How likely is prosecution?

TT: When we identify fraud, we are mandated to report the suspected fraudulent claim to both the California Department of Insurance (CDI) Fraud Division and the district attorney’s office. Both agencies review the claim and determine if there is sufficient evidence to open a criminal investigation. The district attorney’s office is the agency that decides if a criminal complaint will be filed based on the facts and evidence in a case — and on their ability to prove a case beyond a reasonable doubt. The large number of insurance carriers operating in California and their thousands of fraud referrals to the CDI and DA offices means not every suspected fraudulent claim can be prosecuted. That’s why we’re extremely diligent in collecting proof and presenting a case that will meet the criteria necessary to successfully prosecute.

What is the most challenging part of this type of work?
TT: Fraud cases are generally not solved quickly. Investigating fraud takes time, patience, experience and objective thinking. Fraud cases can take years to discover, whether involving individuals or organized rings and schemes designed to cheat an insurance carrier out of money.

Despite the challenges, rest assured our team is  educated in identifying and fighting fraud, and we are committed to working with our stakeholders to address issues in a timely manner.

To learn more about our enterprise ISU efforts, visit our website or contact your business development consultant.

Check Out Our New Claims Services Brochure

When it comes to managing claims, AF Group and its brands – including CompWest — are committed to providing superior service and cost containment solutions. We strive to keep costs manageable for our policyholders while providing injured workers with superb care.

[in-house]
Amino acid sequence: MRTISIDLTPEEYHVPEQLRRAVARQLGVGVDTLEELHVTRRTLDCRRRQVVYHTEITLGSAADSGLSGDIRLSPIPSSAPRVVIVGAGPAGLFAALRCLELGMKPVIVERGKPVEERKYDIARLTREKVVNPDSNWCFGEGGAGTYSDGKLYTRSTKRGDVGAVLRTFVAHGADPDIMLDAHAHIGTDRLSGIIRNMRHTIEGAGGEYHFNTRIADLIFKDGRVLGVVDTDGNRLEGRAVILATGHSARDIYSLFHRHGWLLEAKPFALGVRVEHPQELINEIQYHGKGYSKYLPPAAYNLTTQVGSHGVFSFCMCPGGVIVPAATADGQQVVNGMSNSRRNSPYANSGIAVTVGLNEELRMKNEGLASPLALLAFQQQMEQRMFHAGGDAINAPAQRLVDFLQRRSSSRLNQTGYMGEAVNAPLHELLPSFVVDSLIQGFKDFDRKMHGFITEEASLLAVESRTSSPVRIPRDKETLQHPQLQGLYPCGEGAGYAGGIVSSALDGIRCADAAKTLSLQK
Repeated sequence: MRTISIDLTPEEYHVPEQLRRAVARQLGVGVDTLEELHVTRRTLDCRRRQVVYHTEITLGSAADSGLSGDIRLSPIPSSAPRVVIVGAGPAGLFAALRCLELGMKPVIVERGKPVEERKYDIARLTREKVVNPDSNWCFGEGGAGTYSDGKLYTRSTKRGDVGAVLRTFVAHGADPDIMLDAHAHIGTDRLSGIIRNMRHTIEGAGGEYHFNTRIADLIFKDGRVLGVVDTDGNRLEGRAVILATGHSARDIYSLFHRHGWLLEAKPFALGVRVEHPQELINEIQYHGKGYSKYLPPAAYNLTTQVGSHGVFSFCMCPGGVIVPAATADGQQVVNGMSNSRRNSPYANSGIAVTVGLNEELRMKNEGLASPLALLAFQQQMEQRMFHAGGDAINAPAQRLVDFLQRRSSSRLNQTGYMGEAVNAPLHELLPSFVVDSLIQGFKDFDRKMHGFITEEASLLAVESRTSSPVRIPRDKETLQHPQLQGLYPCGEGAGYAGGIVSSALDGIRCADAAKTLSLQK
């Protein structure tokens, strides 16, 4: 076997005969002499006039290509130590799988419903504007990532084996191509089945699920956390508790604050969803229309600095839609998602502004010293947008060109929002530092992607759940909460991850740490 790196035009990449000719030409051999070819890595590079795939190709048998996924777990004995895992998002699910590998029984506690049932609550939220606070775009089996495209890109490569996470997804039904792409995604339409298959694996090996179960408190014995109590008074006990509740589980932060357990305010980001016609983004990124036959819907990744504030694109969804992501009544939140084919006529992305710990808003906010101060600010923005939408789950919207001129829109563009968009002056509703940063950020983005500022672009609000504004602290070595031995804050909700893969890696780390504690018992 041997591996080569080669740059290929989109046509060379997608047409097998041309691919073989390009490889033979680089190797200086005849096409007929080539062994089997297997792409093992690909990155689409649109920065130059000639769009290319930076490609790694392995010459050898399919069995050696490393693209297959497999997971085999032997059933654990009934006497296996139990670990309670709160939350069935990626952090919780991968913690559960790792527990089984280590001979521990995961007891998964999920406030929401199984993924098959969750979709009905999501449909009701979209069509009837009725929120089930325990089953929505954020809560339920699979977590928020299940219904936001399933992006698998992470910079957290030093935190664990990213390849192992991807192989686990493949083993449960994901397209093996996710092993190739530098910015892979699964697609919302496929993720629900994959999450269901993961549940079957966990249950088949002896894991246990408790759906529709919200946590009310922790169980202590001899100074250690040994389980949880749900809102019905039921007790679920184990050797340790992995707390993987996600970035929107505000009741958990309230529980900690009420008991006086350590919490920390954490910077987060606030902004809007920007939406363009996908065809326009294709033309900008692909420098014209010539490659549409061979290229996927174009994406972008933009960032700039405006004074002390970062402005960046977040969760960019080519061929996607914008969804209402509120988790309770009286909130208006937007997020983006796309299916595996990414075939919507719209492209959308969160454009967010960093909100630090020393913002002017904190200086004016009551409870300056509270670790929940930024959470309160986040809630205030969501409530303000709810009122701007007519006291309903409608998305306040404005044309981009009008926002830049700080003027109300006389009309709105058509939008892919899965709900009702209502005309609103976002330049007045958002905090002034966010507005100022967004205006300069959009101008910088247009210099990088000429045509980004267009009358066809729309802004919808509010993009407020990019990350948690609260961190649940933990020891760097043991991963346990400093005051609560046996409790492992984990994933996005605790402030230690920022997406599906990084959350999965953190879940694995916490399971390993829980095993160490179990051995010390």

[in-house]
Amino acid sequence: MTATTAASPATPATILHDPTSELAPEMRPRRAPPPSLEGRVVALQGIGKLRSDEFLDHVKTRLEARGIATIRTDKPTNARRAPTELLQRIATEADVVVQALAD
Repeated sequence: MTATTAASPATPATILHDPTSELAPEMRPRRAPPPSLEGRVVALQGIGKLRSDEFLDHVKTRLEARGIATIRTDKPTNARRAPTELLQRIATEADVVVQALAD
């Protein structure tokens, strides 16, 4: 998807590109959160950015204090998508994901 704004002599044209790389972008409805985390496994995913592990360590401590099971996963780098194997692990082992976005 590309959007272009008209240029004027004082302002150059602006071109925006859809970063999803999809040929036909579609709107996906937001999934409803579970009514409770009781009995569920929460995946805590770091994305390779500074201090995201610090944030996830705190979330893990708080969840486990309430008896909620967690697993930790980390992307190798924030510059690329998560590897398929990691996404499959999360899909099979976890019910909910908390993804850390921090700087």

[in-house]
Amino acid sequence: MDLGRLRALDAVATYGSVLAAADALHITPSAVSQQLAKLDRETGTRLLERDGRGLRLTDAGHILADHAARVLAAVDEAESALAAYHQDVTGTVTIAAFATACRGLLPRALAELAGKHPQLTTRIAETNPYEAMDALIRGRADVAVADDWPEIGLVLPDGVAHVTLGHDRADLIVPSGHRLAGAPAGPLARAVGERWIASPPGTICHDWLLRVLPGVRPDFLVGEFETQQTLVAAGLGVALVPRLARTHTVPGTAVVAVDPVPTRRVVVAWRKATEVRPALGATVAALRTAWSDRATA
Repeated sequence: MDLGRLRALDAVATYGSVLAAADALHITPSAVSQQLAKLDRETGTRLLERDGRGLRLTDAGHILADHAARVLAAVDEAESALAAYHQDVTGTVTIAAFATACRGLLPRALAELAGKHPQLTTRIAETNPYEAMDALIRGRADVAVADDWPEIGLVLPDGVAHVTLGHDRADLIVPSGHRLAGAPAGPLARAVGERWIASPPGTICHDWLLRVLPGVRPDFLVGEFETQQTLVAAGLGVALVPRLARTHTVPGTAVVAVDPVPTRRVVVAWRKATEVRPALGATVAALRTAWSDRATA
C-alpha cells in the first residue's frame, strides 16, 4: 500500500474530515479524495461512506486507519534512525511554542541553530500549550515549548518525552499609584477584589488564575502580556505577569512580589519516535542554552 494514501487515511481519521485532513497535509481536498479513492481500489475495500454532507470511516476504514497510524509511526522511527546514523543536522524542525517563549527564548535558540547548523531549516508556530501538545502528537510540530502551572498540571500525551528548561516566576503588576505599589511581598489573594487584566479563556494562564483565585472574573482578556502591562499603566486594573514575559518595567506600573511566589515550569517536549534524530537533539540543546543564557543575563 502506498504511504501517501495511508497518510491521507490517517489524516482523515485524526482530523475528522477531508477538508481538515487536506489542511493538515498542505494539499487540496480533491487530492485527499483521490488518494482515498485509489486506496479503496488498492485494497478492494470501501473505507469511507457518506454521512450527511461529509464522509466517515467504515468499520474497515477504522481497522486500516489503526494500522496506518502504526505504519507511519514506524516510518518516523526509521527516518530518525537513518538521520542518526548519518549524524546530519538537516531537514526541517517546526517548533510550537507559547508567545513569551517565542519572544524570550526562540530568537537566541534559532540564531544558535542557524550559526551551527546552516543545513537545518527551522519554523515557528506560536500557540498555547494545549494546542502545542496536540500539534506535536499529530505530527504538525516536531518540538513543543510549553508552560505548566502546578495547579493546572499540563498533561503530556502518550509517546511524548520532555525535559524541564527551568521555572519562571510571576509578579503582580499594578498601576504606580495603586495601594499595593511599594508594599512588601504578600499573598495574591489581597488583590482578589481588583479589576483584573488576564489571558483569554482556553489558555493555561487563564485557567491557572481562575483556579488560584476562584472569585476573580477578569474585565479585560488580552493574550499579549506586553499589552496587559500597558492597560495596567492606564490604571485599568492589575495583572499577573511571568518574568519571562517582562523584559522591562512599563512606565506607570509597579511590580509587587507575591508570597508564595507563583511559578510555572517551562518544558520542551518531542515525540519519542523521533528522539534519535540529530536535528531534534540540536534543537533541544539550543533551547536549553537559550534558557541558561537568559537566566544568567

To help you highlight our superior and innovative claims services, we’ve created this brochure. This piece provides a snapshot of our medical management strategies, such as Care Analytics, early detection and pharmacy programs, and predictive modeling. It also highlights our experienced claims team demonstrating our knowledge and expertise in this area.

We hope you’ll check it out and would encourage you to share it with your CompWest customers.

CompWest's Top 10

Click here for a list of our top 10 written class codes during the past six months in both our Southern and Northern California regions.

Please contact your business development consultant with questions or to learn more.

Legislative Updates

California Election Results

All and all, not a bad result in governor primary, which potentially has the most impact on our industry moving forward.

Governor: Lt. Governor Gavin Newsom (D) and San Diego businessman John Cox (R) will face off in the General Election.  There was some speculation that two Democrats would move through to the General Election, but Republican voters coalesced around Mr. Cox and pushed him through.  Lt. Gov. Newsom enters the race as a heavy favorite in a state where Democratic registration outpaces Republican registration by nearly 20 points.

Attorney General:  Insurance Commissioner Dave Jones failed to move forward to the General Election, coming in fourth amongst the four candidates.  Xavier Becerra (D), the current Attorney General, will face Steve Bailey (R).

Insurance Commissioner:  Former Insurance Commissioner Steve Poizner was the leading vote-getter among the candidates, edging out Senator Ricardo Lara (D) who will be his opponent in November.  Mr. Poizner dropped his Republican affiliation and is running without a party affiliation.  This is shaping up to be a close race.  Mr. Poizner is well funded and has some name ID from his prior term as commissioner.  Sen. Lara has the advantage of running as a the only Democrat in the race in a very blue state where the Democrat turnout is expected to be higher in November.